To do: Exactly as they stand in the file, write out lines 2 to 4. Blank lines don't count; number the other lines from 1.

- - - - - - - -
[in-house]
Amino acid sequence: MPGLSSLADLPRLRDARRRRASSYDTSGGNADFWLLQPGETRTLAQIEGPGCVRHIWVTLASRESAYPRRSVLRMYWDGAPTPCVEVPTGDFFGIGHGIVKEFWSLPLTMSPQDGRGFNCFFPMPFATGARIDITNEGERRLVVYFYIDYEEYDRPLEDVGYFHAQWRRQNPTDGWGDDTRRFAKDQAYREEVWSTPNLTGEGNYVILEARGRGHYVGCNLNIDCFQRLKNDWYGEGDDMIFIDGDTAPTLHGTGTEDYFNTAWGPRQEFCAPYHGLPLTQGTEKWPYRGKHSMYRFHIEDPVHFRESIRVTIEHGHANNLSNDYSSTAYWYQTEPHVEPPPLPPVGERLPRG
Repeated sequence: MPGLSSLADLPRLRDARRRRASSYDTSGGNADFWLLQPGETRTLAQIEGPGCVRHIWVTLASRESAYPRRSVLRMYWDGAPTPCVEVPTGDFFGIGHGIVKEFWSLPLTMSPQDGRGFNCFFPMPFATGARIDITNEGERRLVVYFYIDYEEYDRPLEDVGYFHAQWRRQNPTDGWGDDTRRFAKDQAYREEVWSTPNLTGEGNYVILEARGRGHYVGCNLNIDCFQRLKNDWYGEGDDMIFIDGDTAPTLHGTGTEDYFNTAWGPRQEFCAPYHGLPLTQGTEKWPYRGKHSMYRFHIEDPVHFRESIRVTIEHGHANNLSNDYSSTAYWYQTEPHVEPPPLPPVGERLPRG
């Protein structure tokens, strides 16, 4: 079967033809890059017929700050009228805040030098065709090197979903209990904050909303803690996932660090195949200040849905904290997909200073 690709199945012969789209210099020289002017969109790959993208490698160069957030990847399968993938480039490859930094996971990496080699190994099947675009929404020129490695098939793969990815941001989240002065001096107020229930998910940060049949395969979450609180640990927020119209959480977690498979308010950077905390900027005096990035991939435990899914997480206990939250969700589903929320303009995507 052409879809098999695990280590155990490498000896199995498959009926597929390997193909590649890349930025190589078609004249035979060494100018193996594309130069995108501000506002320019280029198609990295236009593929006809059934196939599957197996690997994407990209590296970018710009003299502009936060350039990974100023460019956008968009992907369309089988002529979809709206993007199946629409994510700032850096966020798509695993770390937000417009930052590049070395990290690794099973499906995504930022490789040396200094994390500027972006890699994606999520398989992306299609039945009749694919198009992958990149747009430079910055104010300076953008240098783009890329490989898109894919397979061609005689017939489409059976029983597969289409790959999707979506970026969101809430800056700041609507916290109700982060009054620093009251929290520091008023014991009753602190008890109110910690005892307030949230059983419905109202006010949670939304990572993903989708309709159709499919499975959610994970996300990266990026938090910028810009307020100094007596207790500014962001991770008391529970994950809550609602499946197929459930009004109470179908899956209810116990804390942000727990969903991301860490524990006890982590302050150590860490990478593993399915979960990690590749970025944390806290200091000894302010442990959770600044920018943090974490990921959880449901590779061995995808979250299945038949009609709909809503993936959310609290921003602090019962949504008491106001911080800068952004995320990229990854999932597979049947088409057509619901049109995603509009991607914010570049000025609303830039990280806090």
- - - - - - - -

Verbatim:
Amino acid sequence: MPGLSSLADLPRLRDARRRRASSYDTSGGNADFWLLQPGETRTLAQIEGPGCVRHIWVTLASRESAYPRRSVLRMYWDGAPTPCVEVPTGDFFGIGHGIVKEFWSLPLTMSPQDGRGFNCFFPMPFATGARIDITNEGERRLVVYFYIDYEEYDRPLEDVGYFHAQWRRQNPTDGWGDDTRRFAKDQAYREEVWSTPNLTGEGNYVILEARGRGHYVGCNLNIDCFQRLKNDWYGEGDDMIFIDGDTAPTLHGTGTEDYFNTAWGPRQEFCAPYHGLPLTQGTEKWPYRGKHSMYRFHIEDPVHFRESIRVTIEHGHANNLSNDYSSTAYWYQTEPHVEPPPLPPVGERLPRG
Repeated sequence: MPGLSSLADLPRLRDARRRRASSYDTSGGNADFWLLQPGETRTLAQIEGPGCVRHIWVTLASRESAYPRRSVLRMYWDGAPTPCVEVPTGDFFGIGHGIVKEFWSLPLTMSPQDGRGFNCFFPMPFATGARIDITNEGERRLVVYFYIDYEEYDRPLEDVGYFHAQWRRQNPTDGWGDDTRRFAKDQAYREEVWSTPNLTGEGNYVILEARGRGHYVGCNLNIDCFQRLKNDWYGEGDDMIFIDGDTAPTLHGTGTEDYFNTAWGPRQEFCAPYHGLPLTQGTEKWPYRGKHSMYRFHIEDPVHFRESIRVTIEHGHANNLSNDYSSTAYWYQTEPHVEPPPLPPVGERLPRG
């Protein structure tokens, strides 16, 4: 079967033809890059017929700050009228805040030098065709090197979903209990904050909303803690996932660090195949200040849905904290997909200073 690709199945012969789209210099020289002017969109790959993208490698160069957030990847399968993938480039490859930094996971990496080699190994099947675009929404020129490695098939793969990815941001989240002065001096107020229930998910940060049949395969979450609180640990927020119209959480977690498979308010950077905390900027005096990035991939435990899914997480206990939250969700589903929320303009995507 052409879809098999695990280590155990490498000896199995498959009926597929390997193909590649890349930025190589078609004249035979060494100018193996594309130069995108501000506002320019280029198609990295236009593929006809059934196939599957197996690997994407990209590296970018710009003299502009936060350039990974100023460019956008968009992907369309089988002529979809709206993007199946629409994510700032850096966020798509695993770390937000417009930052590049070395990290690794099973499906995504930022490789040396200094994390500027972006890699994606999520398989992306299609039945009749694919198009992958990149747009430079910055104010300076953008240098783009890329490989898109894919397979061609005689017939489409059976029983597969289409790959999707979506970026969101809430800056700041609507916290109700982060009054620093009251929290520091008023014991009753602190008890109110910690005892307030949230059983419905109202006010949670939304990572993903989708309709159709499919499975959610994970996300990266990026938090910028810009307020100094007596207790500014962001991770008391529970994950809550609602499946197929459930009004109470179908899956209810116990804390942000727990969903991301860490524990006890982590302050150590860490990478593993399915979960990690590749970025944390806290200091000894302010442990959770600044920018943090974490990921959880449901590779061995995808979250299945038949009609709909809503993936959310609290921003602090019962949504008491106001911080800068952004995320990229990854999932597979049947088409057509619901049109995603509009991607914010570049000025609303830039990280806090």